production. He does so by making the original film a flashback surrounded by new material. He
singlehandly introduces the idea of using playback to dub new lines into existing silent dialogue
scenes, and to overdub new voices for actors who can't sing.
Very early talkie musicals, the kind rarely shown nowadays, have a lot in common with the examples in
Singin' in the Rain. The Beautiful Girl number is actually a bit more dynamic than the
many stage adaptations that shot the dancing and singing action as if from the first row of a theater.
The Duelling Cavalier, Singin' in the Rain's movie within a movie, is as hammy and
thick-headed as many of the 'Vagabond Lover' or 'Desert
Song' type of operetta movies, where the actors stood like statues in silly costumes and sang
overwrought ballads. No matter how silly Singin' gets, it never really
exaggerates Hollywood history.
Donald O'Connor personality redeems what's not always so likeable in Gene Kelly. Always a fascinating
dancer, Kelly's too-big smile and high-toned voice, along with his refinement and penchant for
uplifting ballet sequences, always made
him seem a little too good for us - in his drama films, like The Black Hand, we always felt
he was slumming. But O'Connor gives the show a Sancho Panza factor. Everybody loves Cosmo Brown,
and we like Don Lockwood too, mainly because Como does. If a great guy like Cosmo can stand being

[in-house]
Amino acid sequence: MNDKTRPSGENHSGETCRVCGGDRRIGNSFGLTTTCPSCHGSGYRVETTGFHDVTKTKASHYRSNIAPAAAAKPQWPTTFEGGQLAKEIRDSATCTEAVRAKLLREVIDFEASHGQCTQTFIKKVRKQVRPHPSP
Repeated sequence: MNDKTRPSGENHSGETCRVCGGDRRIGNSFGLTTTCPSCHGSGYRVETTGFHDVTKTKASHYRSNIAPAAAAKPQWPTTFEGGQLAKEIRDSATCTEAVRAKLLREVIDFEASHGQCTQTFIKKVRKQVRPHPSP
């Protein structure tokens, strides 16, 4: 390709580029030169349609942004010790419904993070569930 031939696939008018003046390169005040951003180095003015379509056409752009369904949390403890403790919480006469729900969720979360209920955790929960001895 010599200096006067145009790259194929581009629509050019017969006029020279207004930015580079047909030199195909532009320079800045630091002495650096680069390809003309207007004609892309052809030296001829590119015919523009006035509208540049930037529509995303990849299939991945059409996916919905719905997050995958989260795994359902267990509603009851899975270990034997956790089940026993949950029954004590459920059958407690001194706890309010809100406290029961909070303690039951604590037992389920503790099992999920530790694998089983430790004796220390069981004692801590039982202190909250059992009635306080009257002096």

around him, Don has to be good enough for us.
This is helped, of course, by Kelly's enthusiasm at making Don so egotistical. Under all the
artsiness, there might be a really nice guy.
On the other hand, after 40 viewings, Kathy Selden now seems less a sparkling young hopeful and
more of an opportunist. Sure,
she's fresh and talented, but watch her face when she finds out her hitchhiker is a famous movie
star. She changes her tune immediately, and scrambles to affect the correct hard-to-get act that will
work with a snooty womanizer like Lockwood. Yes, yes, ambition is not a crime, and throwing pies
and confessing all later is not
the work of a climber. But you can't help thinking that as malign as Lina is,
she's correct when she protests that Kathy is using Don. It would be fun to see a variation on
Singin' in the Rain that's more like All About Eve. Add a few scenes where Kathy sleeps
with Lockwood (sorry to spoil the beauty of the film) and the picture would be a scathing criticism
of the Selden character.
As Lina Lamont, Jean Hagen is the best thing in Singin' in the Rain, making a classic
performance out of the most